But one of the most vaunted fat-cat-wranglers in Democratic history tells me that this is only part of the story. “There are several things going on,” this person explains. “Number one is the shabby treatment the president has given his donors. Unlike Clinton, who loved them and accommodated them, Obama announced he didn’t like big money and gave them the back of the hand. Point two is the president’s campaign announced—or not announced, they let it out, it got in the press, it got in the ether—that they were going to raise $1 billion. So when they come to you and say, ‘We need two-fifty,’ the answer is, ‘What the f--- do you need my two-fifty for? You’re going to raise a billion! Not a hundred million. A f---ing billion dollars!’ You’re getting into federal-budget territory with that kind of claim.
“Three is the Obama donors aren’t scared. They think this is a slam dunk. They don’t think the president’s in trouble. They look at the Republican-primary process and say, That group of f---ing clowns? Fourth, Burton and his partner are great guys, but they have no experience in fund-raising. They thought that with the patina of the White House, the checks would just roll in. Wrong.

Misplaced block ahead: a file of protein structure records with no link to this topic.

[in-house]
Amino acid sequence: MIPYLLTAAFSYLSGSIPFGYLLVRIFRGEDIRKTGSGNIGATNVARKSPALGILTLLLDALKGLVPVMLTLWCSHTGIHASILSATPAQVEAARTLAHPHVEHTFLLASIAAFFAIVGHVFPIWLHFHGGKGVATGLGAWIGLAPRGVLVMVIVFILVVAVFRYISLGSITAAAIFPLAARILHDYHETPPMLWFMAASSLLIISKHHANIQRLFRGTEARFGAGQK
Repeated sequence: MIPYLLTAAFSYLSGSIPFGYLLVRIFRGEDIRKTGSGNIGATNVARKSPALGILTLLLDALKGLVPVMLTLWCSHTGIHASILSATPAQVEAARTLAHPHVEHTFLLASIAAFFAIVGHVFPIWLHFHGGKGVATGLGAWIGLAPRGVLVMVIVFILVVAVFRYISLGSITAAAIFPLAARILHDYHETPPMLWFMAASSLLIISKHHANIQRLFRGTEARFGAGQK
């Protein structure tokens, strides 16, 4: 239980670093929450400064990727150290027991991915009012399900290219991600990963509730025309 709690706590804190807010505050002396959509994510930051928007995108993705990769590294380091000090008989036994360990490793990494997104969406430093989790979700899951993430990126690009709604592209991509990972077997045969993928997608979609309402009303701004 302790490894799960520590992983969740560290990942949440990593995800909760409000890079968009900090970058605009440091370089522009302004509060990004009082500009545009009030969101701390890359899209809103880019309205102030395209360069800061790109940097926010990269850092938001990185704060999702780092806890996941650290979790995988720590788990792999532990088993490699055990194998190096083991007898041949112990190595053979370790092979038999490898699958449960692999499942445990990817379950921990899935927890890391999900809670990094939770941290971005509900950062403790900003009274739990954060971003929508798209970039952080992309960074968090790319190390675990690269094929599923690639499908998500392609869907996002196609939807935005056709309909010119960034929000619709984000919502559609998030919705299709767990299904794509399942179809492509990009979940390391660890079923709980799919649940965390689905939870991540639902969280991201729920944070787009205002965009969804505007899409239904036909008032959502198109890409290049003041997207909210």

“Then, everybody looks to George Soros. ‘Why won’t George throw in?’ I know George pretty well. Early on, he wanted to come in to make his case on the economy. George doesn’t want legislation tweaked. He doesn’t want a rule changed. He wants his ideas heard out. But George couldn’t get a meeting in the White House. And then George is saying, ‘Where are the Obama money people with their 5 and 10 million dollars? Where is Penny Pritzker, Exhibit A? Why isn’t she throwing in 10 million?’ And that is a very good question.”
A prominent private-equity player in Gotham who supports Obama agrees with all of that but adds another insight. “Among rich Republicans, the view of Obama is that he’s the Devil,” this person says. “But on the Democratic side, certainly on Wall Street, there’s no visceral reaction against Romney. So if I give $10 million, I’m out the $10 million, and I’m gonna pay more in taxes if Obama wins. And I’m doing it against somebody who—I may not agree with his social views, but I don’t think he’s a bad person. And I’m not really into negative advertising, which is what a super-PAC would do … Then there’s the fact nobody on Wall Street thinks Obama gives a s--- about them. They think his attitude is, ‘If I lose Wall Street, it’s not the end of the world.’ And they’re right.”
Tuesday, May 29, 2012
The Word from the Fat Cats
John Heileman's New York profile of the Obama campaign is getting attention for acknowledging that it will run a fear campaign against Romney. More significant material lies deeper in the piece. Bill Burton says he is having trouble raising money for the pro-Obama Super PAC because of the president's past denunciations of such groups.